Title: Station Eleven
Author: Emily St. John Mandel
Publication Date: 9/9/14
How I Found It: It's a recent best seller
Date Completed: 3/17/15
Summary: Station Eleven begins with the end of the world. A lauded actor ends his career on a stage in Toronto when he suffers a heart attack in the middle of King Lear. The next day, a deadly virus spreads out of control worldwide. Mandel jumps across decades as she pieces together the story of the actor's life, his death, the flu, and the wanderings of a small troup of actors and musicians spreading art across the changed landscape.
What I Thought: I loved this book. Mandel weaves all these different stories together so beautifully. Each one holds merit and interest, unlike many books of this type which tend to have at least one storyline you just have to get push through to reach the others again.
There is a reason this book has quietly conquered The New York Times bestseller list. It is a simple, beautiful story of humanity and art and survival. I love that Mandel spent the bulk of the book exploring a world twenty years after the apocalyptic plague which wiped out 99% of humanity. So much of this dystopian tidal wave of late either focuses on the immediate consequences or what is happening generations, even centuries later. Mandel's characters remember the time before, but just barely. They are fully immersed in the new world and yet the remnants and memories of the old lay all around them.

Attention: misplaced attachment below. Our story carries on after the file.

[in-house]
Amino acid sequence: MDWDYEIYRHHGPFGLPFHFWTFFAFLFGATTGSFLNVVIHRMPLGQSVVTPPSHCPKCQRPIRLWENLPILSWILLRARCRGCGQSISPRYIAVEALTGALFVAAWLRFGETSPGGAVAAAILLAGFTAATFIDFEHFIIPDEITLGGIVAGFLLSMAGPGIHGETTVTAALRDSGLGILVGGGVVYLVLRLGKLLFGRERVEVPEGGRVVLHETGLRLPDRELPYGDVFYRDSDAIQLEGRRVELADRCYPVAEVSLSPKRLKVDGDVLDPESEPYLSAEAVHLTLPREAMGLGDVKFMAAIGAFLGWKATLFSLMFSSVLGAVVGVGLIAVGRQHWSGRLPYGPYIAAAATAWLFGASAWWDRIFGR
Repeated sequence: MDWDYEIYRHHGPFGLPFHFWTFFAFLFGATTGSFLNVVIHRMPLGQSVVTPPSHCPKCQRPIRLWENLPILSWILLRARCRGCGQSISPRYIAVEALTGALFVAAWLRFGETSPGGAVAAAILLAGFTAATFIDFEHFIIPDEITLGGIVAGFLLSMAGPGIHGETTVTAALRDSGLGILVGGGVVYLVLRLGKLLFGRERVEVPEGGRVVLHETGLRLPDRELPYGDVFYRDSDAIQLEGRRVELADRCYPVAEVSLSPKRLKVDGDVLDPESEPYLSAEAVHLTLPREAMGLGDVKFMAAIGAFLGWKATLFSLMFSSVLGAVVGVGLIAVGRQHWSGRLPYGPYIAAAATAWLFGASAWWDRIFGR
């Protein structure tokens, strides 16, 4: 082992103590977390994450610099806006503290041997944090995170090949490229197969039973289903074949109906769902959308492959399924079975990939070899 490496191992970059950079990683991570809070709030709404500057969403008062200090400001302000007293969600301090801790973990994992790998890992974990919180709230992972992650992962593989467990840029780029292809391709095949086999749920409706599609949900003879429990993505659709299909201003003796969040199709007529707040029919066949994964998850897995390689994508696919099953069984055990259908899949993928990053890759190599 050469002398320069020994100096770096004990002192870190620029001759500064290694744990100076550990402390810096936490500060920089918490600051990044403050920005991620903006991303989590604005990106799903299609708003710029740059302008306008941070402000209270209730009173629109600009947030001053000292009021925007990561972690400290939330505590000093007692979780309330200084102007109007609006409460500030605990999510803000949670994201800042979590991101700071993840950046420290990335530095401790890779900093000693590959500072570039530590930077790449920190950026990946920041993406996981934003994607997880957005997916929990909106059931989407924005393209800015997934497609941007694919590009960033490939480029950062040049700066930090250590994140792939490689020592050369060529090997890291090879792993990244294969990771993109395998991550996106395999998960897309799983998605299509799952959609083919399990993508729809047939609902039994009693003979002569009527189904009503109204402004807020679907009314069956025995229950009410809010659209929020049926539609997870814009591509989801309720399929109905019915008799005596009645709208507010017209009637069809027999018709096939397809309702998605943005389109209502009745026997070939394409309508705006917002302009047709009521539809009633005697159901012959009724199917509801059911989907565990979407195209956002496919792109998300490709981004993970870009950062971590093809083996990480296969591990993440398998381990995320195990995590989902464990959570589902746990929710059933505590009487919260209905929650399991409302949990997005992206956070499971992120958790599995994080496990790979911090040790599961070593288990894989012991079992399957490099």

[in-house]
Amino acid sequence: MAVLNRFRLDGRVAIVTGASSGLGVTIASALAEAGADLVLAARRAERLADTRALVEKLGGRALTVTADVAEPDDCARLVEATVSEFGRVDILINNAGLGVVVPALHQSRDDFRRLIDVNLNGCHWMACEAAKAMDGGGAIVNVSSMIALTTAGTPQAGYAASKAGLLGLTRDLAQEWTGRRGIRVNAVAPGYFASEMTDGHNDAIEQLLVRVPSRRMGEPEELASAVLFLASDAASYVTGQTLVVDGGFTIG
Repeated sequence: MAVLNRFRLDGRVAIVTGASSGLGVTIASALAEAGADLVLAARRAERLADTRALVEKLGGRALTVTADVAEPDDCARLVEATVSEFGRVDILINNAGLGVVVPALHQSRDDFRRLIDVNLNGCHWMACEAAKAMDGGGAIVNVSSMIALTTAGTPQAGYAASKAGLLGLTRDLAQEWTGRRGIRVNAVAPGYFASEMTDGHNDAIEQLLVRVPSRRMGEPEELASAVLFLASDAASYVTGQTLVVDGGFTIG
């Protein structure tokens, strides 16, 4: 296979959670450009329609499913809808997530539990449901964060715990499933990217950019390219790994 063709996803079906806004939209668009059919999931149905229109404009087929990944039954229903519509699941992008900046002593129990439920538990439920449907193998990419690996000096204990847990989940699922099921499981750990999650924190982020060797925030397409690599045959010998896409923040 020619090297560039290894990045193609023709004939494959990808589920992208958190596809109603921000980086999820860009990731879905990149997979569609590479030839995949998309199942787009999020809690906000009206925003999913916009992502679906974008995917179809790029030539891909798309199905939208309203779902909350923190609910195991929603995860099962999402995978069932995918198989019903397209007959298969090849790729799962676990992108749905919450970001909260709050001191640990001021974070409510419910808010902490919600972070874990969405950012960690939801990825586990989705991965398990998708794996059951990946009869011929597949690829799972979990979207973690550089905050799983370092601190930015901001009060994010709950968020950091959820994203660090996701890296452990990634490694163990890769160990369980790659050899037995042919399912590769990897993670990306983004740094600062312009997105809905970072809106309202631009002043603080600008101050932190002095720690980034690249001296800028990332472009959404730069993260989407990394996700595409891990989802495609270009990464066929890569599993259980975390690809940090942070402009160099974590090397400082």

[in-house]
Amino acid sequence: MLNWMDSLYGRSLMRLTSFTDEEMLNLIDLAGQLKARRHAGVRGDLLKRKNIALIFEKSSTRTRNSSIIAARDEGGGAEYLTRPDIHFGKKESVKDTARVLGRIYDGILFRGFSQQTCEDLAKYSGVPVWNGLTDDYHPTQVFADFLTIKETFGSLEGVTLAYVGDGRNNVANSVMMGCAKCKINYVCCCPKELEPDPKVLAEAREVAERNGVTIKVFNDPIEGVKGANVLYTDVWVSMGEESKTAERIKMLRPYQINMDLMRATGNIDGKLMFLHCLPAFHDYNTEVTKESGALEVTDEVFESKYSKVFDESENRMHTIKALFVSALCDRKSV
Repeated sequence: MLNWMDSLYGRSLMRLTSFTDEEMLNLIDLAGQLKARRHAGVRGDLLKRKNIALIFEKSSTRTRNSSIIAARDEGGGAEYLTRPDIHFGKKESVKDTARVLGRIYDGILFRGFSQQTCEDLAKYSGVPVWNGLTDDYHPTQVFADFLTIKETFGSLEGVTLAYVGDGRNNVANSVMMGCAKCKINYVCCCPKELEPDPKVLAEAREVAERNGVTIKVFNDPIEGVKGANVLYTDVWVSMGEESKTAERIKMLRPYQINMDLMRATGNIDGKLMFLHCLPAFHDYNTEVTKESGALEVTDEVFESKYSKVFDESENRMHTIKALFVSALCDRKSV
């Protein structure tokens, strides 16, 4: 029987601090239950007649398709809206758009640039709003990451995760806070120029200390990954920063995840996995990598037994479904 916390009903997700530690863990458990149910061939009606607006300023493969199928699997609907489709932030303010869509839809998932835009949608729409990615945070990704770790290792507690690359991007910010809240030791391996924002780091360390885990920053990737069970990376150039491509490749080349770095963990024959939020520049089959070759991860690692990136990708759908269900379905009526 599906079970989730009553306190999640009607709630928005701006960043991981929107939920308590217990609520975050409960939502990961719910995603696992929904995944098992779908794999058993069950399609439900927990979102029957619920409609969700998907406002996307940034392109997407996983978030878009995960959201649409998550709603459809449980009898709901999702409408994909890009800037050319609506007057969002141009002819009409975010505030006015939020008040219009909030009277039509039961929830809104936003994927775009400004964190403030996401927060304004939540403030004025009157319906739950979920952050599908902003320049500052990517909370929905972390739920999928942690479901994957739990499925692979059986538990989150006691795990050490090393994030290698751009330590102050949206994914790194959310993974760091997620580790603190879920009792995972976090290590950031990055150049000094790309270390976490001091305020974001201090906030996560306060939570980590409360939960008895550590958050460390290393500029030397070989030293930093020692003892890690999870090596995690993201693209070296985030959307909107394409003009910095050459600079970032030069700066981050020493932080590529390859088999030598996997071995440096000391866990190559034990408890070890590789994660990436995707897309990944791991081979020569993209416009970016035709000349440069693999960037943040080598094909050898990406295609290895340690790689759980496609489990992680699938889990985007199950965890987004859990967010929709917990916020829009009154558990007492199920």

While Station Eleven does have some action and adventure, the book is far more driven by character development than most books in this genre. It really hit my sweet spot. How could I not love a book that placed complex characters in a broken world and made them artists? It's like this book was written for me.
Quote I Loved: "No more Internet. No more social media, no more scrolling through litanies of dreams and nervous hopes and photographs of lunches, cries for help and expressions of contentment and relationship-status updates with heart icons whole or broken, plans to meet up later, pleas, complaints, desires, pictures of babies dressed as bears or peppers for Halloween. No more reading and commenting on the lives of others, and in so doing, feeling slightly less alone in the room. No more avatars."
Will I Re-Read: Yeah. I definitely will at some point.
A Reduced Review: The end of the world has never been so magical and musical.